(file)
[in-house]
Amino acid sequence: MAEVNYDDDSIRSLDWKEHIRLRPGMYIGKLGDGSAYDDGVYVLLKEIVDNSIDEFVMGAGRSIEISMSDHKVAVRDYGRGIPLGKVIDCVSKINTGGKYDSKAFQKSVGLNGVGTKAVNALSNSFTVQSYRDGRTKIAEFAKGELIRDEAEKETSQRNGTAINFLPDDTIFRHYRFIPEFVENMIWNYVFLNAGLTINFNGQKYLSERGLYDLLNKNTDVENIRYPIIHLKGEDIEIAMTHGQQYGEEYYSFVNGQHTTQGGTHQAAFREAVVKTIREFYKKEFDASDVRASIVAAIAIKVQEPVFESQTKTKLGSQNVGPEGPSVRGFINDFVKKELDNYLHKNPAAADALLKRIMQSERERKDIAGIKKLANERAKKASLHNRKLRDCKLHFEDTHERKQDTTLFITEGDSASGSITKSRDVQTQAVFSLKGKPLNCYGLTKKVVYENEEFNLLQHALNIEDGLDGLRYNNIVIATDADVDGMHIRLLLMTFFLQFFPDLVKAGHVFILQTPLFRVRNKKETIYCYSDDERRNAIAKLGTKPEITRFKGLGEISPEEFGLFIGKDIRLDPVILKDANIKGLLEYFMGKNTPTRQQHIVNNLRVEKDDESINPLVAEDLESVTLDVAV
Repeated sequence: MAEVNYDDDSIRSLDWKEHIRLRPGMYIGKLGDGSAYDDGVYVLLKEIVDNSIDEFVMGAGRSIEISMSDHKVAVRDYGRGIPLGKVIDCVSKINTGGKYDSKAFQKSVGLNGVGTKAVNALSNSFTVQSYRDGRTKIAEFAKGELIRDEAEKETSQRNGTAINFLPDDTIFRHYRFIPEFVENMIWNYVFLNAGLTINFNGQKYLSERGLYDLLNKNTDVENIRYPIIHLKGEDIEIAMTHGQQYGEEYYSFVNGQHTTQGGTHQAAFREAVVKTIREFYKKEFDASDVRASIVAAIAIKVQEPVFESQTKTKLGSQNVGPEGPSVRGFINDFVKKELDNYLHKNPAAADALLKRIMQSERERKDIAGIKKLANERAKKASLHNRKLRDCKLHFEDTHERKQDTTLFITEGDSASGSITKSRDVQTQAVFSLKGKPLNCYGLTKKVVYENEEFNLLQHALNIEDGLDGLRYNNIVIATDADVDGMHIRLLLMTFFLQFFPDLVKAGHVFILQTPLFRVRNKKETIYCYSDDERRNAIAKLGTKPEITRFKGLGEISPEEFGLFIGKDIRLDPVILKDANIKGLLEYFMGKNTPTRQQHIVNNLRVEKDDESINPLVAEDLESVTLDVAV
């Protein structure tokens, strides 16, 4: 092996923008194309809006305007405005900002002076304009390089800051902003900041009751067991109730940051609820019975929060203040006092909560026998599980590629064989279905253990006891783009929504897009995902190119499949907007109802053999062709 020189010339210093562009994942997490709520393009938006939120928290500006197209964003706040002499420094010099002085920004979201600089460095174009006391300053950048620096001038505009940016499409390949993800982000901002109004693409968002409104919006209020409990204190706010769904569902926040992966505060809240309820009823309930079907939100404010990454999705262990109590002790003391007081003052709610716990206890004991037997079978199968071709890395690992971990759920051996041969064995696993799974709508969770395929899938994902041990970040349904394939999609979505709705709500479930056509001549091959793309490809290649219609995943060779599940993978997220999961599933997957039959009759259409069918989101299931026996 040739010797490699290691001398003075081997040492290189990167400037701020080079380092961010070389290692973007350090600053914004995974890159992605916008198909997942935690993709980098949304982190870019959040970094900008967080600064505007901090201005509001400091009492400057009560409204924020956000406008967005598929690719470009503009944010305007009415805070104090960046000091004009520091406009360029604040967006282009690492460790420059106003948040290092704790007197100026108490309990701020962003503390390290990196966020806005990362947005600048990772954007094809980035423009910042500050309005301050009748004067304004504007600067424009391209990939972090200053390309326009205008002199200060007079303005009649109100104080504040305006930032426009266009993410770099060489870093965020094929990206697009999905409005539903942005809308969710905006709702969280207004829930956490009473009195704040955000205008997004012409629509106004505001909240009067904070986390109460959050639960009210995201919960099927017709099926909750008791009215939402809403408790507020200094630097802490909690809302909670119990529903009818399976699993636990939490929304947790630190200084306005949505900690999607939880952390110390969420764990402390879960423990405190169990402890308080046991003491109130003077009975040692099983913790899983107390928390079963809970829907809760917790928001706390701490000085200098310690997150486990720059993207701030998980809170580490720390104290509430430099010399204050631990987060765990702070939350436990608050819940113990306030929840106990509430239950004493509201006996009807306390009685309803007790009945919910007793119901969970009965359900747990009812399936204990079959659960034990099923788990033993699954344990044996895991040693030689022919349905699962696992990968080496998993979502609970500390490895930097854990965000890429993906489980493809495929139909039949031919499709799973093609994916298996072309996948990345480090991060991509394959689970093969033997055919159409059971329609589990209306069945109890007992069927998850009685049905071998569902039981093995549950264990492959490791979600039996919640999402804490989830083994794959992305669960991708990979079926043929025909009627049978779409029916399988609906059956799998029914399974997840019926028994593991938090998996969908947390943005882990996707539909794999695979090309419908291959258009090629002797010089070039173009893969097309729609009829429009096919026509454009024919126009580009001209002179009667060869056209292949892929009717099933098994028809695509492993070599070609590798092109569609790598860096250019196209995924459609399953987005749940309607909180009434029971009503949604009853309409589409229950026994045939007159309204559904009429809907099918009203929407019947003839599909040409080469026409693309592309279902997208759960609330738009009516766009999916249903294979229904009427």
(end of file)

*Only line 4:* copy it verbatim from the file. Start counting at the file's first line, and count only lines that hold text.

């Protein structure tokens, strides 16, 4: 092996923008194309809006305007405005900002002076304009390089800051902003900041009751067991109730940051609820019975929060203040006092909560026998599980590629064989279905253990006891783009929504897009995902190119499949907007109802053999062709 020189010339210093562009994942997490709520393009938006939120928290500006197209964003706040002499420094010099002085920004979201600089460095174009006391300053950048620096001038505009940016499409390949993800982000901002109004693409968002409104919006209020409990204190706010769904569902926040992966505060809240309820009823309930079907939100404010990454999705262990109590002790003391007081003052709610716990206890004991037997079978199968071709890395690992971990759920051996041969064995696993799974709508969770395929899938994902041990970040349904394939999609979505709705709500479930056509001549091959793309490809290649219609995943060779599940993978997220999961599933997957039959009759259409069918989101299931026996 040739010797490699290691001398003075081997040492290189990167400037701020080079380092961010070389290692973007350090600053914004995974890159992605916008198909997942935690993709980098949304982190870019959040970094900008967080600064505007901090201005509001400091009492400057009560409204924020956000406008967005598929690719470009503009944010305007009415805070104090960046000091004009520091406009360029604040967006282009690492460790420059106003948040290092704790007197100026108490309990701020962003503390390290990196966020806005990362947005600048990772954007094809980035423009910042500050309005301050009748004067304004504007600067424009391209990939972090200053390309326009205008002199200060007079303005009649109100104080504040305006930032426009266009993410770099060489870093965020094929990206697009999905409005539903942005809308969710905006709702969280207004829930956490009473009195704040955000205008997004012409629509106004505001909240009067904070986390109460959050639960009210995201919960099927017709099926909750008791009215939402809403408790507020200094630097802490909690809302909670119990529903009818399976699993636990939490929304947790630190200084306005949505900690999607939880952390110390969420764990402390879960423990405190169990402890308080046991003491109130003077009975040692099983913790899983107390928390079963809970829907809760917790928001706390701490000085200098310690997150486990720059993207701030998980809170580490720390104290509430430099010399204050631990987060765990702070939350436990608050819940113990306030929840106990509430239950004493509201006996009807306390009685309803007790009945919910007793119901969970009965359900747990009812399936204990079959659960034990099923788990033993699954344990044996895991040693030689022919349905699962696992990968080496998993979502609970500390490895930097854990965000890429993906489980493809495929139909039949031919499709799973093609994916298996072309996948990345480090991060991509394959689970093969033997055919159409059971329609589990209306069945109890007992069927998850009685049905071998569902039981093995549950264990492959490791979600039996919640999402804490989830083994794959992305669960991708990979079926043929025909009627049978779409029916399988609906059956799998029914399974997840019926028994593991938090998996969908947390943005882990996707539909794999695979090309419908291959258009090629002797010089070039173009893969097309729609009829429009096919026509454009024919126009580009001209002179009667060869056209292949892929009717099933098994028809695509492993070599070609590798092109569609790598860096250019196209995924459609399953987005749940309607909180009434029971009503949604009853309409589409229950026994045939007159309204559904009429809907099918009203929407019947003839599909040409080469026409693309592309279902997208759960609330738009009516766009999916249903294979229904009427």